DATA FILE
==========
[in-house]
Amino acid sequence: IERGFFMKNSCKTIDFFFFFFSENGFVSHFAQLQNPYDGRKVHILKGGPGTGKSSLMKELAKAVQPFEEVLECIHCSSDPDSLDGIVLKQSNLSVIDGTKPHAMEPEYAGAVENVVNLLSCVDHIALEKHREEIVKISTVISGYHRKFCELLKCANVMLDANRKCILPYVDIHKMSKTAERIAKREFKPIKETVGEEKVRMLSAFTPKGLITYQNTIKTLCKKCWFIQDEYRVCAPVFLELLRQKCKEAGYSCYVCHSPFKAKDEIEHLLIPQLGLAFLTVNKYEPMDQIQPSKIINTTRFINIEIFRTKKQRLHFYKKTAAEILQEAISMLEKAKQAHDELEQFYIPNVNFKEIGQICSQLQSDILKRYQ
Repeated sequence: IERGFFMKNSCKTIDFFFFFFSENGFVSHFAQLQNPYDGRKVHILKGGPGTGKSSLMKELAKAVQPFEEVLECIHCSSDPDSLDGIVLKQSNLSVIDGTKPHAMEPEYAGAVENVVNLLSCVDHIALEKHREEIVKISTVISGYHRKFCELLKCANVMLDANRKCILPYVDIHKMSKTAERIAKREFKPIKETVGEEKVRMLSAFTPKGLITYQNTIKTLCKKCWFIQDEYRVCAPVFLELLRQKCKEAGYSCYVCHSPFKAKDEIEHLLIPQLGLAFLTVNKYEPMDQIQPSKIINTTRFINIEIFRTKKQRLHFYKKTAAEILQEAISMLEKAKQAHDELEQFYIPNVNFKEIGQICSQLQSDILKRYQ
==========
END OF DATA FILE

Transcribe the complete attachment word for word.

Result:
[in-house]
Amino acid sequence: IERGFFMKNSCKTIDFFFFFFSENGFVSHFAQLQNPYDGRKVHILKGGPGTGKSSLMKELAKAVQPFEEVLECIHCSSDPDSLDGIVLKQSNLSVIDGTKPHAMEPEYAGAVENVVNLLSCVDHIALEKHREEIVKISTVISGYHRKFCELLKCANVMLDANRKCILPYVDIHKMSKTAERIAKREFKPIKETVGEEKVRMLSAFTPKGLITYQNTIKTLCKKCWFIQDEYRVCAPVFLELLRQKCKEAGYSCYVCHSPFKAKDEIEHLLIPQLGLAFLTVNKYEPMDQIQPSKIINTTRFINIEIFRTKKQRLHFYKKTAAEILQEAISMLEKAKQAHDELEQFYIPNVNFKEIGQICSQLQSDILKRYQ
Repeated sequence: IERGFFMKNSCKTIDFFFFFFSENGFVSHFAQLQNPYDGRKVHILKGGPGTGKSSLMKELAKAVQPFEEVLECIHCSSDPDSLDGIVLKQSNLSVIDGTKPHAMEPEYAGAVENVVNLLSCVDHIALEKHREEIVKISTVISGYHRKFCELLKCANVMLDANRKCILPYVDIHKMSKTAERIAKREFKPIKETVGEEKVRMLSAFTPKGLITYQNTIKTLCKKCWFIQDEYRVCAPVFLELLRQKCKEAGYSCYVCHSPFKAKDEIEHLLIPQLGLAFLTVNKYEPMDQIQPSKIINTTRFINIEIFRTKKQRLHFYKKTAAEILQEAISMLEKAKQAHDELEQFYIPNVNFKEIGQICSQLQSDILKRYQ